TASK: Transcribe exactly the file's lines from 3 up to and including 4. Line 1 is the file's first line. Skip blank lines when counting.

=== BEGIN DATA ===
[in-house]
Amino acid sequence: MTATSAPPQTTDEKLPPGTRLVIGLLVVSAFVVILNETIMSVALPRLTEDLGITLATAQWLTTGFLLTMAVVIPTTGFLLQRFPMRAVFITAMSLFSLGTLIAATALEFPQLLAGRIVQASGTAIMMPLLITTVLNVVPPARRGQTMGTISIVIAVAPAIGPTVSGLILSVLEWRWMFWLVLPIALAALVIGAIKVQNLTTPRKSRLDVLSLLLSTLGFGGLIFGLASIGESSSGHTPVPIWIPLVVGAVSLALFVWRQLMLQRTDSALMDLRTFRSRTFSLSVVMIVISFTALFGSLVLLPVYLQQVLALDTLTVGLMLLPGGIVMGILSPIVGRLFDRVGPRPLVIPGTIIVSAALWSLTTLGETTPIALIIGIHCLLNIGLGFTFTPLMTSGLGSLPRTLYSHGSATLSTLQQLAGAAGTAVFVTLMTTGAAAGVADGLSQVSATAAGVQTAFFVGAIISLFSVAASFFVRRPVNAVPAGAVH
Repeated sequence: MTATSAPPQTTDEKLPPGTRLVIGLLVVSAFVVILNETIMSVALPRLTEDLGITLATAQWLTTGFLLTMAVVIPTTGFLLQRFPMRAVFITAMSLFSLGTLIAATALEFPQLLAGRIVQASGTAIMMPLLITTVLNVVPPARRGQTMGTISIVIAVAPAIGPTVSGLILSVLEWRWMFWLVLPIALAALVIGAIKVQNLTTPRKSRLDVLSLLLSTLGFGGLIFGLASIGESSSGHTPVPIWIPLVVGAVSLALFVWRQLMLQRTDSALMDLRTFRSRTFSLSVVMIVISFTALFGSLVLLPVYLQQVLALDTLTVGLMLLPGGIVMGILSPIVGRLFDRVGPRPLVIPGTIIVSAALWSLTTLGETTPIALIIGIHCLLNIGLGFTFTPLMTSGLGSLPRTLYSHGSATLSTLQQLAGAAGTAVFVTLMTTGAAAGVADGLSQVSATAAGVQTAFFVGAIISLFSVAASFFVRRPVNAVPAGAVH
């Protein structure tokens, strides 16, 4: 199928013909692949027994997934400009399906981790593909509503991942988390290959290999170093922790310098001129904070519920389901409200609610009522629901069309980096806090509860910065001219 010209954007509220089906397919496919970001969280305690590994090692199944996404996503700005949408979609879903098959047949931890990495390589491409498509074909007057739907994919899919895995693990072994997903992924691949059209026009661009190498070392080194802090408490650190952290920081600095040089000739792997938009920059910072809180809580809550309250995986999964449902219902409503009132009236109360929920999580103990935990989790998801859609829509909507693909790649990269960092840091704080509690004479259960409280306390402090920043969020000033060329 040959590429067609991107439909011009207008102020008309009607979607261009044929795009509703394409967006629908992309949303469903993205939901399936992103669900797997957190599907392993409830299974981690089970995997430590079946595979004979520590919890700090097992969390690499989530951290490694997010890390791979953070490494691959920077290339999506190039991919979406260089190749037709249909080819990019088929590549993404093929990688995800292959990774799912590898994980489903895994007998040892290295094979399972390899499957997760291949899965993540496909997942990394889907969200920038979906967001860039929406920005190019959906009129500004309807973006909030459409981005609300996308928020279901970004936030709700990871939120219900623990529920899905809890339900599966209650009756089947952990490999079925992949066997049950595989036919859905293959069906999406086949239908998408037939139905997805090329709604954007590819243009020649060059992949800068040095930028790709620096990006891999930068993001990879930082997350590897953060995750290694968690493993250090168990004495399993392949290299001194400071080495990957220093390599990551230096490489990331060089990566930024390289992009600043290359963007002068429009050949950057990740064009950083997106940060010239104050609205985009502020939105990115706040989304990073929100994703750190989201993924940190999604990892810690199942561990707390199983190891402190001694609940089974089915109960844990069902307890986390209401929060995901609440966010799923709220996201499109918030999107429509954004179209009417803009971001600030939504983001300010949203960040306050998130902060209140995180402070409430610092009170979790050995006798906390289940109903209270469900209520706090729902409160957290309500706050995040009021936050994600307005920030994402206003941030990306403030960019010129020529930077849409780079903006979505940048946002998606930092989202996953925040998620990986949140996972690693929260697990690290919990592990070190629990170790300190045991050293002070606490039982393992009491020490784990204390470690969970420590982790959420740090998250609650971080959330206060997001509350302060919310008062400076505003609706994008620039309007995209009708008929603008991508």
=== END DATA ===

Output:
Repeated sequence: MTATSAPPQTTDEKLPPGTRLVIGLLVVSAFVVILNETIMSVALPRLTEDLGITLATAQWLTTGFLLTMAVVIPTTGFLLQRFPMRAVFITAMSLFSLGTLIAATALEFPQLLAGRIVQASGTAIMMPLLITTVLNVVPPARRGQTMGTISIVIAVAPAIGPTVSGLILSVLEWRWMFWLVLPIALAALVIGAIKVQNLTTPRKSRLDVLSLLLSTLGFGGLIFGLASIGESSSGHTPVPIWIPLVVGAVSLALFVWRQLMLQRTDSALMDLRTFRSRTFSLSVVMIVISFTALFGSLVLLPVYLQQVLALDTLTVGLMLLPGGIVMGILSPIVGRLFDRVGPRPLVIPGTIIVSAALWSLTTLGETTPIALIIGIHCLLNIGLGFTFTPLMTSGLGSLPRTLYSHGSATLSTLQQLAGAAGTAVFVTLMTTGAAAGVADGLSQVSATAAGVQTAFFVGAIISLFSVAASFFVRRPVNAVPAGAVH
């Protein structure tokens, strides 16, 4: 199928013909692949027994997934400009399906981790593909509503991942988390290959290999170093922790310098001129904070519920389901409200609610009522629901069309980096806090509860910065001219 010209954007509220089906397919496919970001969280305690590994090692199944996404996503700005949408979609879903098959047949931890990495390589491409498509074909007057739907994919899919895995693990072994997903992924691949059209026009661009190498070392080194802090408490650190952290920081600095040089000739792997938009920059910072809180809580809550309250995986999964449902219902409503009132009236109360929920999580103990935990989790998801859609829509909507693909790649990269960092840091704080509690004479259960409280306390402090920043969020000033060329 040959590429067609991107439909011009207008102020008309009607979607261009044929795009509703394409967006629908992309949303469903993205939901399936992103669900797997957190599907392993409830299974981690089970995997430590079946595979004979520590919890700090097992969390690499989530951290490694997010890390791979953070490494691959920077290339999506190039991919979406260089190749037709249909080819990019088929590549993404093929990688995800292959990774799912590898994980489903895994007998040892290295094979399972390899499957997760291949899965993540496909997942990394889907969200920038979906967001860039929406920005190019959906009129500004309807973006909030459409981005609300996308928020279901970004936030709700990871939120219900623990529920899905809890339900599966209650009756089947952990490999079925992949066997049950595989036919859905293959069906999406086949239908998408037939139905997805090329709604954007590819243009020649060059992949800068040095930028790709620096990006891999930068993001990879930082997350590897953060995750290694968690493993250090168990004495399993392949290299001194400071080495990957220093390599990551230096490489990331060089990566930024390289992009600043290359963007002068429009050949950057990740064009950083997106940060010239104050609205985009502020939105990115706040989304990073929100994703750190989201993924940190999604990892810690199942561990707390199983190891402190001694609940089974089915109960844990069902307890986390209401929060995901609440966010799923709220996201499109918030999107429509954004179209009417803009971001600030939504983001300010949203960040306050998130902060209140995180402070409430610092009170979790050995006798906390289940109903209270469900209520706090729902409160957290309500706050995040009021936050994600307005920030994402206003941030990306403030960019010129020529930077849409780079903006979505940048946002998606930092989202996953925040998620990986949140996972690693929260697990690290919990592990070190629990170790300190045991050293002070606490039982393992009491020490784990204390470690969970420590982790959420740090998250609650971080959330206060997001509350302060919310008062400076505003609706994008620039309007995209009708008929603008991508």